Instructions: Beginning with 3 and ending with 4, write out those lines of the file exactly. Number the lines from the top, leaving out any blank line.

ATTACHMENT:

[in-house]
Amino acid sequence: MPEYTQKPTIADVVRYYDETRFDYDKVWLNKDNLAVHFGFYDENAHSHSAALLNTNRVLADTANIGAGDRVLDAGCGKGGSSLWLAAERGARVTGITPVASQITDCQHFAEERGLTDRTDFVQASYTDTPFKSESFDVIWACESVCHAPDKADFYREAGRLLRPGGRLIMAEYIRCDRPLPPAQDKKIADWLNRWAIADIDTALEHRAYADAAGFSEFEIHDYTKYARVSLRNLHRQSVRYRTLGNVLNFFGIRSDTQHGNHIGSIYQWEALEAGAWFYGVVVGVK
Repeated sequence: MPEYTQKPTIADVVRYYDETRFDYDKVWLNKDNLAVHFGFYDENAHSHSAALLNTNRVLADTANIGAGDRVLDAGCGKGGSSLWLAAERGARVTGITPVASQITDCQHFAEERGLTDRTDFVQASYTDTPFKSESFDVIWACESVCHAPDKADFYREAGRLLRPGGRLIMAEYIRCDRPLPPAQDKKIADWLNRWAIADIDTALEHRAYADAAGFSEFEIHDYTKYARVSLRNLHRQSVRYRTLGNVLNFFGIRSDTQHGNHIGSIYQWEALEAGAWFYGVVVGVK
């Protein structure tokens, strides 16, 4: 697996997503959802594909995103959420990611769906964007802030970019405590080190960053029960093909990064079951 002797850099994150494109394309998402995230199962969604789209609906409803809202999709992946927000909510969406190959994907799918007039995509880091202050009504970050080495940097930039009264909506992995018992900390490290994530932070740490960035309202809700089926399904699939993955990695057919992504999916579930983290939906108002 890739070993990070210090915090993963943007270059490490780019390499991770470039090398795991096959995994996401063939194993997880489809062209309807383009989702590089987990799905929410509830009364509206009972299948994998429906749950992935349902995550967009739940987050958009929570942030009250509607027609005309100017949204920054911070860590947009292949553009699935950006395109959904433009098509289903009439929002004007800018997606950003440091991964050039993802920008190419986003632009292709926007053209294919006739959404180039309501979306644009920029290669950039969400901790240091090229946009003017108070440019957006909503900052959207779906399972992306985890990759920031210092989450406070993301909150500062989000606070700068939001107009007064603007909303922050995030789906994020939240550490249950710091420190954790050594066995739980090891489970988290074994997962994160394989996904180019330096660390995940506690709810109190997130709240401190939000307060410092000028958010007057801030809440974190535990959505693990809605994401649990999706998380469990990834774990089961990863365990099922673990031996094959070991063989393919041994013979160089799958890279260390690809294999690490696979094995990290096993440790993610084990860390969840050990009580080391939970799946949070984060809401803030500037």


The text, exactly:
Repeated sequence: MPEYTQKPTIADVVRYYDETRFDYDKVWLNKDNLAVHFGFYDENAHSHSAALLNTNRVLADTANIGAGDRVLDAGCGKGGSSLWLAAERGARVTGITPVASQITDCQHFAEERGLTDRTDFVQASYTDTPFKSESFDVIWACESVCHAPDKADFYREAGRLLRPGGRLIMAEYIRCDRPLPPAQDKKIADWLNRWAIADIDTALEHRAYADAAGFSEFEIHDYTKYARVSLRNLHRQSVRYRTLGNVLNFFGIRSDTQHGNHIGSIYQWEALEAGAWFYGVVVGVK
């Protein structure tokens, strides 16, 4: 697996997503959802594909995103959420990611769906964007802030970019405590080190960053029960093909990064079951 002797850099994150494109394309998402995230199962969604789209609906409803809202999709992946927000909510969406190959994907799918007039995509880091202050009504970050080495940097930039009264909506992995018992900390490290994530932070740490960035309202809700089926399904699939993955990695057919992504999916579930983290939906108002 890739070993990070210090915090993963943007270059490490780019390499991770470039090398795991096959995994996401063939194993997880489809062209309807383009989702590089987990799905929410509830009364509206009972299948994998429906749950992935349902995550967009739940987050958009929570942030009250509607027609005309100017949204920054911070860590947009292949553009699935950006395109959904433009098509289903009439929002004007800018997606950003440091991964050039993802920008190419986003632009292709926007053209294919006739959404180039309501979306644009920029290669950039969400901790240091090229946009003017108070440019957006909503900052959207779906399972992306985890990759920031210092989450406070993301909150500062989000606070700068939001107009007064603007909303922050995030789906994020939240550490249950710091420190954790050594066995739980090891489970988290074994997962994160394989996904180019330096660390995940506690709810109190997130709240401190939000307060410092000028958010007057801030809440974190535990959505693990809605994401649990999706998380469990990834774990089961990863365990099922673990031996094959070991063989393919041994013979160089799958890279260390690809294999690490696979094995990290096993440790993610084990860390969840050990009580080391939970799946949070984060809401803030500037």